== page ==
Vietnam’s largest city, Ho Chi Minh City, evokes a feeling of exotic lands and old world charms. The city is still referred to by its old name Saigon, and even physically you can see the blend of the old with the new; the city streets are lined with high-rise corporate offices amongst charming French colonial architecture, where you will find the dynamic population going about their business alongside the placid saffron-robed monks collecting alms. Although the city is bustling with international business activity, it has managed to retain its distinct Asian feel.

It used to be a hamlet of Cambodia called Prey Nokor before being taken over by the Vietnamese. Later on it was named Saigon and became the capital of the French colony of Cochin-China. Its current official name, Ho Chi Minh City (HCMC), is in tribute to its communist leader Nguyen Tat Thanh, better known as Ho Chi Minh.

The metropolitan and surrounding towns have a population of over 9 million making it the largest in Vietnam and Indochina region. During the French rule, the city was renovated with broad streets and colonial architecture that are still around today.

Saigon is a melting pot of different cultures, not only Vietnamese but people originally from other countries. Ho Chi Minh City is not far from major shipping routes and is at an international crossroads. Among the first to arrive here were the Chinese from the coastal parts of China, and helped in establishing the city.

On the banks of the Saigon River, 60 km from the South China Sea, near the Mekong delta, is the enigmatic Ho Chi Minh City. It is situated approximately 1,760 km from the capital of Vietnam, Hanoi. The city is roughly 2,094 sq km in area and is an important junction of international maritime routes, being the center of the Southeast Asia region. It is a major transport hub of this region and has the largest port system and airport in Vietnam.

Ho Chi Minh City was originally a small fishing village in Cambodia and was called Prey Nokor. The swampland was inhabited by the Khmer people for centuries before the Vietnamese took over. The land was, till then, deserted and covered by dense forests and marshes, with the inhabitants dwelling sparsely on higher ground.

Around 1623, the then king of Cambodia had allowed Vietnamese refugees fleeing civil war in their country to settle here and set up a custom house. This started a flow of more Vietnamese settlers coming here. The migrants started to cultivate the land which was fertile, had plenty of water and suitable weather conditions.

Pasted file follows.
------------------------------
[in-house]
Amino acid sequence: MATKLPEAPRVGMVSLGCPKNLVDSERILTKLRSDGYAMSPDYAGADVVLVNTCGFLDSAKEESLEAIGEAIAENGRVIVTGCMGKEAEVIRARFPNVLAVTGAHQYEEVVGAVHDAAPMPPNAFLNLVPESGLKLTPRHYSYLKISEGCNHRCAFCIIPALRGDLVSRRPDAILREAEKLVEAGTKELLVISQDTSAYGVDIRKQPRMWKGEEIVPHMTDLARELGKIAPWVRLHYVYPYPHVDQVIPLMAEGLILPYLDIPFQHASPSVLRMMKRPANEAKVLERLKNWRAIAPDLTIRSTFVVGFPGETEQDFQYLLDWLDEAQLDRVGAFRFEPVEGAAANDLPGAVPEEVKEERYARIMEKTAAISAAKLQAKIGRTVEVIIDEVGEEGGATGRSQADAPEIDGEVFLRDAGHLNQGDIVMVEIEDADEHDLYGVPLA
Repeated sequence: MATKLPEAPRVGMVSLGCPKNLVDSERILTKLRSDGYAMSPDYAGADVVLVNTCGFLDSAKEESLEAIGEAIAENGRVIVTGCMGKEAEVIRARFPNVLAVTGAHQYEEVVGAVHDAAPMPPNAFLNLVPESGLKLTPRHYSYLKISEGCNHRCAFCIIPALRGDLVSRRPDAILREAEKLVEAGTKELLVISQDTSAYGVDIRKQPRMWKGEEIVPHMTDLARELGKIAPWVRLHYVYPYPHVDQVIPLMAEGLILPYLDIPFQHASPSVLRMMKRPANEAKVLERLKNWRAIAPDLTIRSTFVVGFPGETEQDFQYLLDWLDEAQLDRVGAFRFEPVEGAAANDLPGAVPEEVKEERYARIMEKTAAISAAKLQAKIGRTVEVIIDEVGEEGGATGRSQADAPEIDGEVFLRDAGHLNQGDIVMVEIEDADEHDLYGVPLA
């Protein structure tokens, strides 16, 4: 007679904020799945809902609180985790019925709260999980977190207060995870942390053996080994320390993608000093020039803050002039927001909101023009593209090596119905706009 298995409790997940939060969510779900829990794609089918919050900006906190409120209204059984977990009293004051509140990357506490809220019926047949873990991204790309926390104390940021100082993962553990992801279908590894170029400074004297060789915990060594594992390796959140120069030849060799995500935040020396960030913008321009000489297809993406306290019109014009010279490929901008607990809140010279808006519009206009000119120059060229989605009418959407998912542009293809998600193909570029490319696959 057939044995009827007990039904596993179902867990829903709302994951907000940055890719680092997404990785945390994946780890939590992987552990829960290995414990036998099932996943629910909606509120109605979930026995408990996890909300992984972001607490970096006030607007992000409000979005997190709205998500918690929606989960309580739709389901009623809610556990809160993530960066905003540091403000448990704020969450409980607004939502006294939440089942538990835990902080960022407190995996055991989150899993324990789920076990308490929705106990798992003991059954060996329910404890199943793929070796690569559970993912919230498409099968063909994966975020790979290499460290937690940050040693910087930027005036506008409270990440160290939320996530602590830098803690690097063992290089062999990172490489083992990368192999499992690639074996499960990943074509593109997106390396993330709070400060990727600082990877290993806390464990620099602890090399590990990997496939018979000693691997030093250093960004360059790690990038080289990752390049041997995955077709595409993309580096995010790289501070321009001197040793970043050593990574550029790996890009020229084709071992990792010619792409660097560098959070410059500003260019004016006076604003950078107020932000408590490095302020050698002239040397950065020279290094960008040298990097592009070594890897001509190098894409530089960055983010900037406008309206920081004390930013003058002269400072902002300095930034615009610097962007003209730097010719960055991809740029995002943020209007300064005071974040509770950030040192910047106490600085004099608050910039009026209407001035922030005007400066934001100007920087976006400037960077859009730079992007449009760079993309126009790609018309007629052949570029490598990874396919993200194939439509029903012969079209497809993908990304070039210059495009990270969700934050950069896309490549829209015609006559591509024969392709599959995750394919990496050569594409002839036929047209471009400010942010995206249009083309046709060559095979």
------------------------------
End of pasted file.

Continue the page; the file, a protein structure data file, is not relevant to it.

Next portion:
A few decades later, the Nguyen rulers of Vietnam sent their army commander Nguyen Huu Canh, to establish Vietnamese structures in the area. A citadel, Gia Dinh, was built, but was later destroyed by the French. The Cambodian government, weakened due to its war with Thailand, could not stop the infiltration, and Prey Nokor gradually came under Vietnam and was renamed Saigon. Nguyen Huu Canh is credited for the city’s expansion.

Nguyen Huu Canh was much respected at the time and temples were built to honor him. In fact there’s one such temple even in Phnom Penh, in Cambodia.

Some of the early settlers were Chinese migrants, from the coastal regions of China, fleeing from their war-torn country. In 1679 around 3000 people migrated here and the city of Cholon was established with the contribution of the Chinese migrants as they integrated themselves into the local communities.

Then in 1859, France captured this flourishing town and during its occupation transformed the city’s whole look. They broadened the roads and lined them with colonial architecture. Saigon became the capital of the French colony of Cochin-China and came to be known as the ‘Pearl of the Far East’ or the ‘Paris of the Orient’. Even today you can see wide elegant boulevards, and some of the buildings and structures from that era that gives you a glimpse in the city’s colonial past.

The French didn’t last long here either. In 1954 they were defeated by the communist Viet Minh and had to withdraw from the country. But they didn’t recognize the new government and supported the government established by Emperor Bao Dai who had set up Saigon as his capital in 1950. At the time Saigon and the city of Cholon was one administrative unit called the Capital of Saigon, primarily inhabited by Vietnamese Chinese.

Vietnam was officially divided into North Vietnam called the Democratic Republic of Vietnam, and South Vietnam or the Republic of Vietnam which retained Saigon as its capital. At the end of the Vietnam War in 1975, the city came under the Vietnam People’s Army.

A year later when the communist Socialist Republic of Vietnam was established, Saigon and nearby provinces of Cholon, Gia Dinh and two suburban districts were combined to create Ho Chi Minh City in honor of the communist leader Ho Chi Minh.

In 1998, HCMC celebrated its 300th anniversary and today stands prepared to become one of Asia’s great cities.

The city has a tropical humid climate with an average humidity of 75 %. It has two distinct seasons – rainy season from May to November, and the dry months of December to April. The dry season is the best time to visit Ho Chi Minh City when the humidity levels are relatively lower. The average year-round temperature is 28 degrees Celsius. The Tet Festival around late January or early February attracts many tourists from within the country and outside as well, so if you plan to be here around this time, plan in advance.

To See & Do
There are many things you can do in and around the city even on a short trip. The History Museum, for example, houses a huge collection of artifacts from the country’s two thousand years of recorded history.